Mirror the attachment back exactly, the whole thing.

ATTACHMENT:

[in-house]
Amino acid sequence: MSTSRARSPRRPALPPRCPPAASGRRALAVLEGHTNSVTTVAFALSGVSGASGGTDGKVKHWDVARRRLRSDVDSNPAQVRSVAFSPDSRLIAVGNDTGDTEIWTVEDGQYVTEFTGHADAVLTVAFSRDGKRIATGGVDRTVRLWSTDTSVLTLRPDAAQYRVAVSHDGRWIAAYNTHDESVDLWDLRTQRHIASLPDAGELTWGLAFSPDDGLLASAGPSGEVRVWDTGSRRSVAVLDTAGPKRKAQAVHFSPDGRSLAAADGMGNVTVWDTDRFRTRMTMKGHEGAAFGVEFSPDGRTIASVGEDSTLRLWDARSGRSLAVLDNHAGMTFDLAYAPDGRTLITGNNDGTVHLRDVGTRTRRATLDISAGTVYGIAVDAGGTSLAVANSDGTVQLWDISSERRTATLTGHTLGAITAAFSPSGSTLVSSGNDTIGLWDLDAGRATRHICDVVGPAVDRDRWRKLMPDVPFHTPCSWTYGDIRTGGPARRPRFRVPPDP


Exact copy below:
[in-house]
Amino acid sequence: MSTSRARSPRRPALPPRCPPAASGRRALAVLEGHTNSVTTVAFALSGVSGASGGTDGKVKHWDVARRRLRSDVDSNPAQVRSVAFSPDSRLIAVGNDTGDTEIWTVEDGQYVTEFTGHADAVLTVAFSRDGKRIATGGVDRTVRLWSTDTSVLTLRPDAAQYRVAVSHDGRWIAAYNTHDESVDLWDLRTQRHIASLPDAGELTWGLAFSPDDGLLASAGPSGEVRVWDTGSRRSVAVLDTAGPKRKAQAVHFSPDGRSLAAADGMGNVTVWDTDRFRTRMTMKGHEGAAFGVEFSPDGRTIASVGEDSTLRLWDARSGRSLAVLDNHAGMTFDLAYAPDGRTLITGNNDGTVHLRDVGTRTRRATLDISAGTVYGIAVDAGGTSLAVANSDGTVQLWDISSERRTATLTGHTLGAITAAFSPSGSTLVSSGNDTIGLWDLDAGRATRHICDVVGPAVDRDRWRKLMPDVPFHTPCSWTYGDIRTGGPARRPRFRVPPDP